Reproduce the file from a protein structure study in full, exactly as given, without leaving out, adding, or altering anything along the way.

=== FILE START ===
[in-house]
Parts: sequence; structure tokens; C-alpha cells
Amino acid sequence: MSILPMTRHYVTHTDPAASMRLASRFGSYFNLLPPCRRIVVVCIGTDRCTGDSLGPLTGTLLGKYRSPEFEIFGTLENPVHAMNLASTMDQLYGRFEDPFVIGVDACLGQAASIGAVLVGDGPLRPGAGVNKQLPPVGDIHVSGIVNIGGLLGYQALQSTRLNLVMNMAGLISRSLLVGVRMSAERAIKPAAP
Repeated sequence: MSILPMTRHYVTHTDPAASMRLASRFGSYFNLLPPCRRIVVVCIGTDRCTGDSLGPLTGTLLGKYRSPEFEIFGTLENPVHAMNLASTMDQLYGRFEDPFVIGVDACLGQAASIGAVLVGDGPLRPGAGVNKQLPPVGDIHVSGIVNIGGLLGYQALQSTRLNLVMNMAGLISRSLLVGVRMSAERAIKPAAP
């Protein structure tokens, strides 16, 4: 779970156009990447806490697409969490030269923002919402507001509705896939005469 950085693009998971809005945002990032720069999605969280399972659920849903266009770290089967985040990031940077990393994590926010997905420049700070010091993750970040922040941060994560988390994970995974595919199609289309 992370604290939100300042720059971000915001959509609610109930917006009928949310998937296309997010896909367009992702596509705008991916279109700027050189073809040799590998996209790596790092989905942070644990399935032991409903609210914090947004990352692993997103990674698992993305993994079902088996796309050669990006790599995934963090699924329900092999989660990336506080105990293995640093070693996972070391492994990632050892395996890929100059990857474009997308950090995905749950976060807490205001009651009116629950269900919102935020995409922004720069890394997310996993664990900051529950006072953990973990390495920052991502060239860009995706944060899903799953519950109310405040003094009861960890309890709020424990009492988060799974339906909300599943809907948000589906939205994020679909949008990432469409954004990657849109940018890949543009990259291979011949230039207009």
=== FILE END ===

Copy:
[in-house]
Parts: sequence; structure tokens; C-alpha cells
Amino acid sequence: MSILPMTRHYVTHTDPAASMRLASRFGSYFNLLPPCRRIVVVCIGTDRCTGDSLGPLTGTLLGKYRSPEFEIFGTLENPVHAMNLASTMDQLYGRFEDPFVIGVDACLGQAASIGAVLVGDGPLRPGAGVNKQLPPVGDIHVSGIVNIGGLLGYQALQSTRLNLVMNMAGLISRSLLVGVRMSAERAIKPAAP
Repeated sequence: MSILPMTRHYVTHTDPAASMRLASRFGSYFNLLPPCRRIVVVCIGTDRCTGDSLGPLTGTLLGKYRSPEFEIFGTLENPVHAMNLASTMDQLYGRFEDPFVIGVDACLGQAASIGAVLVGDGPLRPGAGVNKQLPPVGDIHVSGIVNIGGLLGYQALQSTRLNLVMNMAGLISRSLLVGVRMSAERAIKPAAP
């Protein structure tokens, strides 16, 4: 779970156009990447806490697409969490030269923002919402507001509705896939005469 950085693009998971809005945002990032720069999605969280399972659920849903266009770290089967985040990031940077990393994590926010997905420049700070010091993750970040922040941060994560988390994970995974595919199609289309 992370604290939100300042720059971000915001959509609610109930917006009928949310998937296309997010896909367009992702596509705008991916279109700027050189073809040799590998996209790596790092989905942070644990399935032991409903609210914090947004990352692993997103990674698992993305993994079902088996796309050669990006790599995934963090699924329900092999989660990336506080105990293995640093070693996972070391492994990632050892395996890929100059990857474009997308950090995905749950976060807490205001009651009116629950269900919102935020995409922004720069890394997310996993664990900051529950006072953990973990390495920052991502060239860009995706944060899903799953519950109310405040003094009861960890309890709020424990009492988060799974339906909300599943809907948000589906939205994020679909949008990432469409954004990657849109940018890949543009990259291979011949230039207009």